What I wouldn't give fo a gaggle of ancestors like Janice Woods Windle's. They make such marvelous fiction! Although, to tell the truth, perhaps all of us have these characters in our background and simply lack the documentation, or the energy, to search them out. Why, I remember tales about my Grandma Fahs . . . but, right, we're talking about Windle's good luck.

Still, while the author's pedigree, with its Texas setting and larger-than-life family stories, may have been a lucky stroke, every page of this extraordinary novel about an extraordinary woman must owe its accomplishment to hard labor and a mighty gift of re-creation. Laura Woods would have been proud of her granddaughter.

The leading lady of Hill Country, Laura was an intelligent, simple, yet complicated woman. Born about 1868, she led a Texas-sized life, jam-packed with experiences ranging from Indian raids to helping her dearest friend's baby boy, Lyndon Johnson, grow up to be President of the United States. She witnessed the community lynching of a white murderer, fell in love with a pariah, lived alone on a wilderness ranch, endured Mexican revolutionary violence and a horrible train wreck, helplessly watched a daughter's slide into schizophrenia, engaged in feminist and political activities, flew with Charles Lindbergh -- and, aged 93, moved to California. When that didn't work, she got herself back to Texas again, hampered by age but up to the challenge. Last seen, she's doing for herself once again.

During this long life, "she wrote everything down: random thoughts, momentary furies, things she must do, things others should do, observed injustices, acknowledgment of the folly and error of those around her." She saved them all, along with carbons of letters giving advice to 11 American presidents and many other public personalities, and boxes full of photographs, newspaper articles, campaign materials from political contests she had worked in, and voluminous correspondence and personal files. In her seventies, she started to write a book about her life, and, if the purported excerpts in Hill Country are authentic, she possessed a writing style and wisdom equal to Windle's own.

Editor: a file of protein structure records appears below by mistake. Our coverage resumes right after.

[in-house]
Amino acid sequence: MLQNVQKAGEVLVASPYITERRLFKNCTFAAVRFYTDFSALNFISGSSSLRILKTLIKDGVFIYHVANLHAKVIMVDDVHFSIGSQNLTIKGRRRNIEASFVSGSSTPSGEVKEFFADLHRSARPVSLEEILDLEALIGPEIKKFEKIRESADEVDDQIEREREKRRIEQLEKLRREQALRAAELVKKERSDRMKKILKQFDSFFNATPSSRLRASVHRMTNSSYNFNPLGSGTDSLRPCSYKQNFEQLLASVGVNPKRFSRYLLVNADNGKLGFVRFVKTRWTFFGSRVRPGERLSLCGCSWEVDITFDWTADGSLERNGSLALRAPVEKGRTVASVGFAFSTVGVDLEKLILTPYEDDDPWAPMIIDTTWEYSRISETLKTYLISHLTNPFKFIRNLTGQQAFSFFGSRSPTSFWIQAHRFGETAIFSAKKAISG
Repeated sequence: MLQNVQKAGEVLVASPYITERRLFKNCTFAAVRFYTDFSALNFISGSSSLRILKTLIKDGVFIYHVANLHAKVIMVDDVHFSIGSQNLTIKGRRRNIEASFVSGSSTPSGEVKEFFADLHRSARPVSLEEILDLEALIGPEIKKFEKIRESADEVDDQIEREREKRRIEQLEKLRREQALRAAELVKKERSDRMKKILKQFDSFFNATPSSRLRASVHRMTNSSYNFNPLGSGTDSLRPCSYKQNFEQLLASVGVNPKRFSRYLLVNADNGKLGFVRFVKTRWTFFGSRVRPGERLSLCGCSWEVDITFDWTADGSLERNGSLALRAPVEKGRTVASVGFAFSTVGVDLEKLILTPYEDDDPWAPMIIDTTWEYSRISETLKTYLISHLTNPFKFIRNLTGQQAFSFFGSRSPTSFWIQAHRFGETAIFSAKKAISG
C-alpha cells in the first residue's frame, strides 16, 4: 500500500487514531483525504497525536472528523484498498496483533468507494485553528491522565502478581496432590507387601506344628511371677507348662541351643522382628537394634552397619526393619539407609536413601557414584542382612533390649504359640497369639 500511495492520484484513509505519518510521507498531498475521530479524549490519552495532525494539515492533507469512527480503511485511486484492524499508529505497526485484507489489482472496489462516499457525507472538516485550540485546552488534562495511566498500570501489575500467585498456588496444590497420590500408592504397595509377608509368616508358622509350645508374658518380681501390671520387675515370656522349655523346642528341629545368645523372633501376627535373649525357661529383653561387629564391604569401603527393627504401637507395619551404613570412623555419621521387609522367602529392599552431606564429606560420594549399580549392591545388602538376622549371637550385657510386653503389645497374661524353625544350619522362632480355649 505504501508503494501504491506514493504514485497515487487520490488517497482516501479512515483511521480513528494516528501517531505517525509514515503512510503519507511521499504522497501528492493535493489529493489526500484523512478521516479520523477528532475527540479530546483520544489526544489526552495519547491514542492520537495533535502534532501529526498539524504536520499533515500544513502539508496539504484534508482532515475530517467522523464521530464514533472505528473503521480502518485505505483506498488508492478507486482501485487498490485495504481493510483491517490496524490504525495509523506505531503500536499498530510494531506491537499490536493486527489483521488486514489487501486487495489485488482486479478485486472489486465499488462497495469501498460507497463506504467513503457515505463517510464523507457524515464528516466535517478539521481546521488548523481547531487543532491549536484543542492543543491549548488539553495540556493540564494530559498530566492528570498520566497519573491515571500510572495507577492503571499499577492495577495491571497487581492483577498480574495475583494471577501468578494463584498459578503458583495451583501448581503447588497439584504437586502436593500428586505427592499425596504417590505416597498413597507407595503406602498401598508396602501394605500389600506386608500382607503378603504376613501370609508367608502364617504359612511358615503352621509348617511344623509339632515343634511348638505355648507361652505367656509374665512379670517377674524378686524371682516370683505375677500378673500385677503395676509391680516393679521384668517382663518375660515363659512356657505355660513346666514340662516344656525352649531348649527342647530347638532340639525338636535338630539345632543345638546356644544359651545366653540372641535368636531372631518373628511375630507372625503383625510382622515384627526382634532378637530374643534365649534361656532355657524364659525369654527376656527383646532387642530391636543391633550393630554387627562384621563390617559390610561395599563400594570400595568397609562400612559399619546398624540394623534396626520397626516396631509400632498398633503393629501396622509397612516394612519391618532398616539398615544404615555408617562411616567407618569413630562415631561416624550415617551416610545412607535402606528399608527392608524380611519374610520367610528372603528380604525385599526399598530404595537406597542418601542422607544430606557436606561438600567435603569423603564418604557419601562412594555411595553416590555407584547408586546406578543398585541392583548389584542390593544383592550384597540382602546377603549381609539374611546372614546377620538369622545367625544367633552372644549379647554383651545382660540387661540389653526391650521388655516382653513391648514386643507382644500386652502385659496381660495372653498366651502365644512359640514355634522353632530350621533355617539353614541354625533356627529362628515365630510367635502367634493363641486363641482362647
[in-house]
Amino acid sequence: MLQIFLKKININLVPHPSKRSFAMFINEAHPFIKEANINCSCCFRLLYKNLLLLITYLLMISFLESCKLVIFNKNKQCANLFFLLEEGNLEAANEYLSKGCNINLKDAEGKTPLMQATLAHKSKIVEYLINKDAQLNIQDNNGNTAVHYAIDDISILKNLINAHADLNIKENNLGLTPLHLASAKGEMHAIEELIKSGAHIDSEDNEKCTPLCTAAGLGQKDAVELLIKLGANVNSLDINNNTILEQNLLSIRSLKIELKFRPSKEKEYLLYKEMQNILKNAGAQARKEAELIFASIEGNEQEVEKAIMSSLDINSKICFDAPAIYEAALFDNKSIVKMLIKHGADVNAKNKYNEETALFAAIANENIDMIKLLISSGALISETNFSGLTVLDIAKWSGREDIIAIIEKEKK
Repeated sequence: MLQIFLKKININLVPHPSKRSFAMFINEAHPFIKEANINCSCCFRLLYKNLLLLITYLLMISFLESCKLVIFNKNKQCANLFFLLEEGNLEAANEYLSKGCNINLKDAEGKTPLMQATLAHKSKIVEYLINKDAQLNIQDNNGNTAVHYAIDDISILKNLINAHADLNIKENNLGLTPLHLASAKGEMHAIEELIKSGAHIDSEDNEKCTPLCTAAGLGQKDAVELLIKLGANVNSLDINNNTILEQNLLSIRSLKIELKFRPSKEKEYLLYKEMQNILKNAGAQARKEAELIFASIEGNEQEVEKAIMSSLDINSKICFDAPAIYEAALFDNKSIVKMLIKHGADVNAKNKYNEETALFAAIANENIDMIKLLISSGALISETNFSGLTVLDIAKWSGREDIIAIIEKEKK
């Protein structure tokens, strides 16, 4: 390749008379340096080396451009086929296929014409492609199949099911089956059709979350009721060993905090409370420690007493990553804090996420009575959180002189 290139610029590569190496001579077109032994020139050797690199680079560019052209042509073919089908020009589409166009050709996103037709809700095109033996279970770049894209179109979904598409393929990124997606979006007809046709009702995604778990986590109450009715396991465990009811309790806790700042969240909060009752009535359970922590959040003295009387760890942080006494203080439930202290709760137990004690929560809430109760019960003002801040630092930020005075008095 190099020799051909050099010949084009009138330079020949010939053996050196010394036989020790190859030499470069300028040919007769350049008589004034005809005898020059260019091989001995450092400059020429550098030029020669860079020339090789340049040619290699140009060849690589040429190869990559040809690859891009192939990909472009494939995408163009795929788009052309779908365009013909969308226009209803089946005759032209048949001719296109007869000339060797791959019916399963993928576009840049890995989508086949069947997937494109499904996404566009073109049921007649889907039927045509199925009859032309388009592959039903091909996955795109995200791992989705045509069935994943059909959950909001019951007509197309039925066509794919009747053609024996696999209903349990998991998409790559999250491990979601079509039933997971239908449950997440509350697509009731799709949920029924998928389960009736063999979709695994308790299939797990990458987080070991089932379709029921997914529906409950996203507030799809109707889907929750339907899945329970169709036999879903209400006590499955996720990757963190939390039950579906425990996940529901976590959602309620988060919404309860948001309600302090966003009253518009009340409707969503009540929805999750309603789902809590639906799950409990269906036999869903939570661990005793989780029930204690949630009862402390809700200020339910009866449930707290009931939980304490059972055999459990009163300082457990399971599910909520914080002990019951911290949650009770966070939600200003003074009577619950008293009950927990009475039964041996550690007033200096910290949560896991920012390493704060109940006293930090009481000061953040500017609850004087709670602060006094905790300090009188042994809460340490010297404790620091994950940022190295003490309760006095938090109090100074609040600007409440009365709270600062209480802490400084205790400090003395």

That's saying a lot because, except for a grating tendency to use "like" for "as," Windle's work is fresh and imaginative. She rarely settles for cliches, and her evocation of very old age seems remarkably real. (As far as I can tell, of course.)

She has wisely chosen to tell Laura's story in novel form. This worked well with Windle's first novel, True Women, which uses other feisty feminine forbears as the basis for punchy, adventurous storytelling. Hill Country repeats themes from the earlier book, but its power is intensified by the focus on a single, strong woman.

There's heft to this book, of the human kind that comes from the substance of a life lived in real time and historic circumstances. Some might call her a survivor, but that word is too passive for Laura. She doesn't just endure life, she triumphs over it.

Maude McDaniel is a freelance writer in Cumberland, Maryland.



Interview With Janice Woods Windle
by JC Pinkerton

Janice it is a great honor to have this opportunity to talk with you. I'm sure your fans here at EightteenHundreds will be thrilled to see your interview. When you wrote your debut novel, True Women, did you have any idea it would be such a success and even a mini-series for TV?

Every family has wonderful stories and I think that is the common thread and success of my books. People identify their own family stories with my books and that is why I under gird them with so much research. It is the truthfulness of voices in the stories. You are right; I had no idea that my family story would be made into a mini-series.

Your great-great grandmother was Euphemia Texas Ashby King, who many fell in love with after seeing the mini-series. Do you think any of her strong character comes out in you?

My mother uses a quotation that I believe came from Euphemia. She says " American women are strong because they know they won't melt if they are rained on." The saying "they won't melt if they are rained on" describes the ability of American women facing problems and tragedies and coping with them. I hope that I have some strength as Euphemia and certainly after the recent murder (car jacking) of my son, I marvel at the strength of Sarah who outlived 8 of her 9 children. How on earth did she do it?